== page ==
It's difficult to maintain a glass half full mentality in these precarious economic times. The U.S. Department of Labor's announcement that 600,000 jobs were lost in January alone and 3.6 million jobs have evaporated since the recession officially began in December 2007 is not the kind of news that inspires confidence. And we continue to be plagued by the question: Have we hit bottom yet?
It's hard to remain optimistic, when circumstances seem out of control. That is why it is critical, in these times of economic hardship, that we do not let sustainable practices fall by the wayside and let their value be determined strictly by cost. The challenge is hardly new: positioning sustainability so that clients perceive it not as an expensive add-on, but as an essential. But the task has become even more complex, with difficult decisions being made daily about financial priorities. If we can control green, we can control our future.
There is no doubt that sustainability is on everyone's minds. This was in evidence as more than 150 people gathered for a program ARCHITECTURAL LIGHTING held on Jan. 28, 2009, in New York City. Titled “The Present and Future State of Green Lighting,” the event examined what green means for the lighting industry, in an effort to move beyond the incandescent vs. compact fluorescent lamps issue around which green lighting discussions have stalled. A distinguished group of panelists—lighting designers Kathy Abernathy, Mark Loeffler, Martin Lupton, and Michael Mehl—discussed the green initiatives of the Illuminating Engineering Society, the International Association of Lighting Designers, and the Professional Lighting Designers' Association. Despite the efforts of all three organizations, what was clear is the frustration that designers, manufacturers, public agencies, and clients feel about a code system and marketplace that do not fully support green lighting practices.
Already there are signs that current economic pressures are forcing individuals and businesses to forgo the energy-efficient choice. According to a report in The New York Times, “Dark Days for Green Energy,” alternative energy sources such as wind and solar power, which experienced substantial growth in the past several years, are now in decline because of the credit crisis and a lack of financing. At the consumer level, according to the National Electrical Manufacturers Association, the recent 4.8 percent drop in its Lighting Systems Index for the fourth quarter of 2008 reflects a decline in consumer spending on energy-efficient products such as compact fluorescent light bulbs (CFLs). The reason cited: higher first cost in comparison to traditional incandescent sources. It is hard to believe that with the phasing out of incandescent lamps and the billions of CFLs being produced in developing nations, where labor costs are shockingly low, that a CFL's price point still remains double to triple that of Edison's light bulb.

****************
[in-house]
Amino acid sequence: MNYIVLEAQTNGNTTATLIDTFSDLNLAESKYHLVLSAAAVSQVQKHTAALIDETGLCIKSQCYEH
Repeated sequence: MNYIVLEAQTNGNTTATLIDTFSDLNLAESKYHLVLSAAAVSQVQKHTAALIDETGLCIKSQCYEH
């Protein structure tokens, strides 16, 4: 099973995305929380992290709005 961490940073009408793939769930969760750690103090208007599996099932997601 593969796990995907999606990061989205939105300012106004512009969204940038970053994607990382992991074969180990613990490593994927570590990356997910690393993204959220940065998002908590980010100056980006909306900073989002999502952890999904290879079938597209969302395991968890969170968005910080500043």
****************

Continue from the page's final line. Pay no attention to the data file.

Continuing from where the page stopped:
One way to ensure the green movement's survival is to reorganize the system in which it operates: Rather than reward those who practice green, through tax breaks and other incentives, penalize those who do not. A first step toward a monitoring system would be to require a digital counter in the lobby of every commercial and public building displaying electricity usage, materials consumption (i.e., concrete, steel, glass, and plastic), and greenhouse gas emissions. With this data made visible, building owners and tenants would have a more immediate understanding of the impact of their respective footprints—and so would everyone else. Shame is a powerful incentive. These displays wouldn't have to be large, although it would be a refreshing use for all those LED media façades to show something other than ads.
Imagine if buildings incorporated displays along the lines of the National Debt Clock. Created in 1989 by Seymour Durst, the late Manhattan real estate developer, to call attention to the then $2.7 trillion debt, the electronic billboard lived on the corner of 42nd Street and Sixth Avenue in New York. For a brief moment during the Clinton administration, when the U.S. had no national deficit, it seemed as though the sign would become an artifact of a bygone era. That didn't last long. The sign was moved to a less prominent spot on the corner of 43rd Street and Sixth Avenue when the Durst Organization began to develop the 42nd Street site into One Bryant Park, which ironically is the headquarters of Bank of America, recipient of some $45 billion in federal bailouts. Doubly ironic, the sign needs more digits to accurately display the national debt, now in excess of $10 trillion. (The Durst Organization says it will update the sign next year.) Placing an energy debt counter on every building would have a serious impact.
Sustainability cannot happen on an “as you feel like it” basis, or when time or money permit. If anything, the economic crisis will show who is in it for the long haul and distinguish the green advocates from the green washers.